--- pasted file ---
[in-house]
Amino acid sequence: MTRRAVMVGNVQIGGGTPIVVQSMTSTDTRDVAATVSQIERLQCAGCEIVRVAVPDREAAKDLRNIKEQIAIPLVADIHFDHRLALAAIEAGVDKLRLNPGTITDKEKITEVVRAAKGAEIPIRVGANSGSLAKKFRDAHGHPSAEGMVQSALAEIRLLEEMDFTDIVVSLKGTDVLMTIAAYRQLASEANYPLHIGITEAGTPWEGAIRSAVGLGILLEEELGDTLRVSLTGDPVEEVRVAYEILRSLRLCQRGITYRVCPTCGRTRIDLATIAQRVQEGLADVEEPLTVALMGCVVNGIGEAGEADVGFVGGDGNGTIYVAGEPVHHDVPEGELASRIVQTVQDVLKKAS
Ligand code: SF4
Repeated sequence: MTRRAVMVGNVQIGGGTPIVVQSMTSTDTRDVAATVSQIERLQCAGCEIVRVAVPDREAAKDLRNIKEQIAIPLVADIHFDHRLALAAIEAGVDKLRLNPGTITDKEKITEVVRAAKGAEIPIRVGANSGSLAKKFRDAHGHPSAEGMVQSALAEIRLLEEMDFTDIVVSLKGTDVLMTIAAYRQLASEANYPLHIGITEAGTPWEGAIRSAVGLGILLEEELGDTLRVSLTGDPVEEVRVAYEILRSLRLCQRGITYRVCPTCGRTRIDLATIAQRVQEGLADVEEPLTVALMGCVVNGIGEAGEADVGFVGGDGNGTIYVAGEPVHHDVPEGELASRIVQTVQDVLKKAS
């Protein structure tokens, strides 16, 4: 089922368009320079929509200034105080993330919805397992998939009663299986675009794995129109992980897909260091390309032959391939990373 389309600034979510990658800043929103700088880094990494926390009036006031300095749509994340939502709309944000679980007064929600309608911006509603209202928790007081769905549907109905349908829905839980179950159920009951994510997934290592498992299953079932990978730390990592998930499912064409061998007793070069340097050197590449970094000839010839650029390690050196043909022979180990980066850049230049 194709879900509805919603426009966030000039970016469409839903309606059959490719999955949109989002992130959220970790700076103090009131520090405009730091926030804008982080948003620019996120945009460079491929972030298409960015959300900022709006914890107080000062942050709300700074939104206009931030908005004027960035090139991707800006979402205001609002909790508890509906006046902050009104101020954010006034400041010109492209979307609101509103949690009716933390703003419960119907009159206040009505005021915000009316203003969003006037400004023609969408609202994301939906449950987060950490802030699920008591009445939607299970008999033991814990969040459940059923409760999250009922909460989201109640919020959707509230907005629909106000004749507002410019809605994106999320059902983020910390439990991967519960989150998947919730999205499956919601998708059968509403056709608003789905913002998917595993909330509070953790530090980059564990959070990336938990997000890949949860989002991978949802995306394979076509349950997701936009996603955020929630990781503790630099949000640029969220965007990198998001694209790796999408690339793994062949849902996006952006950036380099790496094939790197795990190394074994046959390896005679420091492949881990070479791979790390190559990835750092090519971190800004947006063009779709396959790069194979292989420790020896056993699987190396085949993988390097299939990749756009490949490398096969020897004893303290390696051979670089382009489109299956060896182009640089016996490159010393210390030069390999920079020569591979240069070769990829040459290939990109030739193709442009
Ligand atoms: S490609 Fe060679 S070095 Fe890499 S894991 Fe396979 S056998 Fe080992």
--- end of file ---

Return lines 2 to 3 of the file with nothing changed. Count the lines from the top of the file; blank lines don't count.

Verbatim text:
Amino acid sequence: MTRRAVMVGNVQIGGGTPIVVQSMTSTDTRDVAATVSQIERLQCAGCEIVRVAVPDREAAKDLRNIKEQIAIPLVADIHFDHRLALAAIEAGVDKLRLNPGTITDKEKITEVVRAAKGAEIPIRVGANSGSLAKKFRDAHGHPSAEGMVQSALAEIRLLEEMDFTDIVVSLKGTDVLMTIAAYRQLASEANYPLHIGITEAGTPWEGAIRSAVGLGILLEEELGDTLRVSLTGDPVEEVRVAYEILRSLRLCQRGITYRVCPTCGRTRIDLATIAQRVQEGLADVEEPLTVALMGCVVNGIGEAGEADVGFVGGDGNGTIYVAGEPVHHDVPEGELASRIVQTVQDVLKKAS
Ligand code: SF4